Nordzucker sees yields rise

10 Jan 2017

The Nordzucker Group has almost reached the end of the 2016/2017 beet campaign, saying that it has recorded above-average sugar yields, the result of continuous investment in the company's sites.

Nordzucker sees yields rise

The Nordzucker Group has almost reached the end of the 2016/2017 beet campaign, saying that it has recorded above-average sugar yields. The 13 plants were operating for an average of 104 days, a figure that was once again higher than in the previous year.

In total, Nordzucker processed some 15 million tonnes of beet in its 13 plants (previous year: 12.5 million tonnes). With most other plants having already ended the campaign in the past few days, those in Uelzen (Germany), Örtofta (Sweden) and Opalenica (Poland) will be following suit in the days ahead. At just one plant, Trenčianska Teplá in Slovakia, the campaign will run until 22 January 2017 following a record harvest.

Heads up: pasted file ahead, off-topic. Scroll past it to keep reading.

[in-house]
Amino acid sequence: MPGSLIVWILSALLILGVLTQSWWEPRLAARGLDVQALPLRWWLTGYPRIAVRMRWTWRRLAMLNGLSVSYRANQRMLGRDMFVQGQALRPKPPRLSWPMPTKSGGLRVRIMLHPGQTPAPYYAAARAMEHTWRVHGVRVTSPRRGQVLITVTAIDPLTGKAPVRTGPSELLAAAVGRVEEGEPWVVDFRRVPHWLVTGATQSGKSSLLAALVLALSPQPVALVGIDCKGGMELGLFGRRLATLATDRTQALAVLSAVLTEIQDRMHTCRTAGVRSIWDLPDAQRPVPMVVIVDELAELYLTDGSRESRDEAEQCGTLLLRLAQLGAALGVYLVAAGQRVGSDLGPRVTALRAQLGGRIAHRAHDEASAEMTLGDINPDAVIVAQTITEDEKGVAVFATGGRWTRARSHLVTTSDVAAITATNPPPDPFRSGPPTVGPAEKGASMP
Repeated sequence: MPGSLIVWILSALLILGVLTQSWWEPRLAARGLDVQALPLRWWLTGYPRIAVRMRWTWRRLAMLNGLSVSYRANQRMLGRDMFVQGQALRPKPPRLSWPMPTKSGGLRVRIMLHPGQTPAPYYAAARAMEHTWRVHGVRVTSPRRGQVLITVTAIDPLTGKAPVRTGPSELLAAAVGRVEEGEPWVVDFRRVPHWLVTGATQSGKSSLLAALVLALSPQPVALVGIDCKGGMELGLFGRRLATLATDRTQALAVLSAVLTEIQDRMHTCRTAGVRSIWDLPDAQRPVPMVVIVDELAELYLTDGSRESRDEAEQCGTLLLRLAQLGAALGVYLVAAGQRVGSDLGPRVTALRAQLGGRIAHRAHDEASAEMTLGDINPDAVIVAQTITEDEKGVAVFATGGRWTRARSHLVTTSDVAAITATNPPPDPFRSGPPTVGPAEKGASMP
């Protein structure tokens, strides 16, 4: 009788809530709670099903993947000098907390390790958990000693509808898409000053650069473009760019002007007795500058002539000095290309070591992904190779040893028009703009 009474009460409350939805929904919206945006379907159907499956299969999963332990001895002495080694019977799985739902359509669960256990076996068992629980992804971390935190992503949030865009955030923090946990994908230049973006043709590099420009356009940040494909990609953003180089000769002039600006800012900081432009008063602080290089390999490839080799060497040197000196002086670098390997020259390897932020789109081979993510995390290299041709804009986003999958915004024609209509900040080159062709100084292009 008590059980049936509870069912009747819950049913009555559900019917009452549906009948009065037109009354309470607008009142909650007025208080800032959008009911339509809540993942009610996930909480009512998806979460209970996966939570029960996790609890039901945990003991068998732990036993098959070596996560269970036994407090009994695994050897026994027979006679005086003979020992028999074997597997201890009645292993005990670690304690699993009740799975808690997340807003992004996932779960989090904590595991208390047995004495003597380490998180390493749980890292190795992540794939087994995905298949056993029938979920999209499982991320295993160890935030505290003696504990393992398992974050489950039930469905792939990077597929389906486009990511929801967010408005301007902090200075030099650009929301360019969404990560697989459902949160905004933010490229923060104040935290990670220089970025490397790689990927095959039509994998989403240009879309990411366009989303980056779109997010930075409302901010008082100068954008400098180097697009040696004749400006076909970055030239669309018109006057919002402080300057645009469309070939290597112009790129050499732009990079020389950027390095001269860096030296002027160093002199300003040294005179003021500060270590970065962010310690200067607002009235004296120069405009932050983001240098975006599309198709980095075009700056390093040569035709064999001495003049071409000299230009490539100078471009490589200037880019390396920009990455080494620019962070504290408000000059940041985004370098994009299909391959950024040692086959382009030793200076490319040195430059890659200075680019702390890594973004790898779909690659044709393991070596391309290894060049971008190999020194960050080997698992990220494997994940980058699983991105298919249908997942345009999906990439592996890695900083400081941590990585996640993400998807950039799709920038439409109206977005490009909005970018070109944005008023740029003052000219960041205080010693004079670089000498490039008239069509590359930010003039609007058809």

“We have conducted an overall stable campaign at our plants this year. Only at the beginning of it did some of our plants have to deal with a greater proportion of weeds,” said Axel Aumüller, Chief Operating Officer. “First and foremost, this is the result of continuous investment in our sites and our targeted and centrally managed maintenance efforts. All this is necessary to continue producing in a competitive manner and in line with market requirements.”

Looking ahead to 2017, Aumüller notes that the year will herald a sea change due to the abolition of sugar quotas and minimum beet prices in the EU.

This year’s sugar yield is above the long-term average in all of the countries in which the group operates, with particularly outstanding results achieved in some growing regions, the company said, noting that Slovakia stands out particularly strongly this year.

“We had overall favourable weather, which was extremely conducive to the growth of the beet. The good result, however, is also due to our cultivation advice and close working relationship with the farmers,” said Dr Lars Gorissen, Chief Agricultural Officer. “We are moving in the right direction and will increase our yields further; our beet will stay competitive in the future.”